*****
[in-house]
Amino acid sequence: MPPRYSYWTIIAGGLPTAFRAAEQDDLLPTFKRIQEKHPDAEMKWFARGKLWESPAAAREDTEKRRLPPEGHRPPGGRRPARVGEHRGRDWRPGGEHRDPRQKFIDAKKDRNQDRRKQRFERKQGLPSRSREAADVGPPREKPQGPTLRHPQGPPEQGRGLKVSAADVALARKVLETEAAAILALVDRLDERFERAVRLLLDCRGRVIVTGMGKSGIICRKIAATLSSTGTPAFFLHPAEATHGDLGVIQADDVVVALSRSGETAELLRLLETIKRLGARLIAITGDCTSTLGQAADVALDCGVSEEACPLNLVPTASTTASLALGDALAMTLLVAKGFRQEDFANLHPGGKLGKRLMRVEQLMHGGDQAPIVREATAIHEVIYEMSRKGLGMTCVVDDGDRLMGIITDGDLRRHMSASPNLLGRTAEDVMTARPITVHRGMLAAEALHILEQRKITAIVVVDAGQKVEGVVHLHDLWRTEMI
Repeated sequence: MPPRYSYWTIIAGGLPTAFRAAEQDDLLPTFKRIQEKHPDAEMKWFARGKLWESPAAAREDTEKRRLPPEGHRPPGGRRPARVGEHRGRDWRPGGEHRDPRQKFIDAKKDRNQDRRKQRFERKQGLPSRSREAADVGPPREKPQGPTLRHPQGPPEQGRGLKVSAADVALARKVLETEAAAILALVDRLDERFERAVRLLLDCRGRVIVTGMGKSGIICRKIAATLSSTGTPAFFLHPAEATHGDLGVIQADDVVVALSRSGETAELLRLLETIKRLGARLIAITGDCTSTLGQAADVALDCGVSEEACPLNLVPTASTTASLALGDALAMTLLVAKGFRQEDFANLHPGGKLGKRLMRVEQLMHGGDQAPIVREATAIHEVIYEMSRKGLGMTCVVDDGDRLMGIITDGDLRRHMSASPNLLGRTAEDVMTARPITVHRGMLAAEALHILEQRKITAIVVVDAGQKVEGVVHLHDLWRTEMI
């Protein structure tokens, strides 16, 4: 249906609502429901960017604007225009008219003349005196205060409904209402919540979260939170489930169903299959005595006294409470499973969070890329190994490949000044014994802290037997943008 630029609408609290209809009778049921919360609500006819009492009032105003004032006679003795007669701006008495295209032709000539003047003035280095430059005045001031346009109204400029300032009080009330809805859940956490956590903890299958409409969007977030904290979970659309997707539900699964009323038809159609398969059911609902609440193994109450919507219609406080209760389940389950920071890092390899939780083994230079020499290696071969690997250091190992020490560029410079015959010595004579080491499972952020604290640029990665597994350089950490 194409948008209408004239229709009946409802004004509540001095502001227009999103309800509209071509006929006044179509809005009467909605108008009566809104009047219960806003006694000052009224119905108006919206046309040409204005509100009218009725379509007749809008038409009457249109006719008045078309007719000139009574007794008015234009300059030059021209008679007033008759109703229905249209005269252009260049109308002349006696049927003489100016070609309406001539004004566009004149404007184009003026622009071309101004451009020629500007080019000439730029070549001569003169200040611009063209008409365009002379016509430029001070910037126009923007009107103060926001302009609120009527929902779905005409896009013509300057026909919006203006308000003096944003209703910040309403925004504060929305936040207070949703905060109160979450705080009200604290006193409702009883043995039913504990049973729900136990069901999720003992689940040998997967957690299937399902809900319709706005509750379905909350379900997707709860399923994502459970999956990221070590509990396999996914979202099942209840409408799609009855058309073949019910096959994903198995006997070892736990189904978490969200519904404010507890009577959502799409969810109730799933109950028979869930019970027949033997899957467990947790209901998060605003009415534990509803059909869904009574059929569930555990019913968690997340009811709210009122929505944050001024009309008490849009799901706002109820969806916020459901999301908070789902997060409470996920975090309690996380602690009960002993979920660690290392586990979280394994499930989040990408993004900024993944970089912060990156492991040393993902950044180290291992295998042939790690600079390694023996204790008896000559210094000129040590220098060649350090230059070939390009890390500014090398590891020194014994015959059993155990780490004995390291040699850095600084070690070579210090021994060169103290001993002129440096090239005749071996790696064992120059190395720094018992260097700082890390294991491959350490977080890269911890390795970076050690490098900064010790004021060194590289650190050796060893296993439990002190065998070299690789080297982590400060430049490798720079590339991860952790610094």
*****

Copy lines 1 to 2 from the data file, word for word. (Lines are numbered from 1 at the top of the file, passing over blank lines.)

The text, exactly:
[in-house]
Amino acid sequence: MPPRYSYWTIIAGGLPTAFRAAEQDDLLPTFKRIQEKHPDAEMKWFARGKLWESPAAAREDTEKRRLPPEGHRPPGGRRPARVGEHRGRDWRPGGEHRDPRQKFIDAKKDRNQDRRKQRFERKQGLPSRSREAADVGPPREKPQGPTLRHPQGPPEQGRGLKVSAADVALARKVLETEAAAILALVDRLDERFERAVRLLLDCRGRVIVTGMGKSGIICRKIAATLSSTGTPAFFLHPAEATHGDLGVIQADDVVVALSRSGETAELLRLLETIKRLGARLIAITGDCTSTLGQAADVALDCGVSEEACPLNLVPTASTTASLALGDALAMTLLVAKGFRQEDFANLHPGGKLGKRLMRVEQLMHGGDQAPIVREATAIHEVIYEMSRKGLGMTCVVDDGDRLMGIITDGDLRRHMSASPNLLGRTAEDVMTARPITVHRGMLAAEALHILEQRKITAIVVVDAGQKVEGVVHLHDLWRTEMI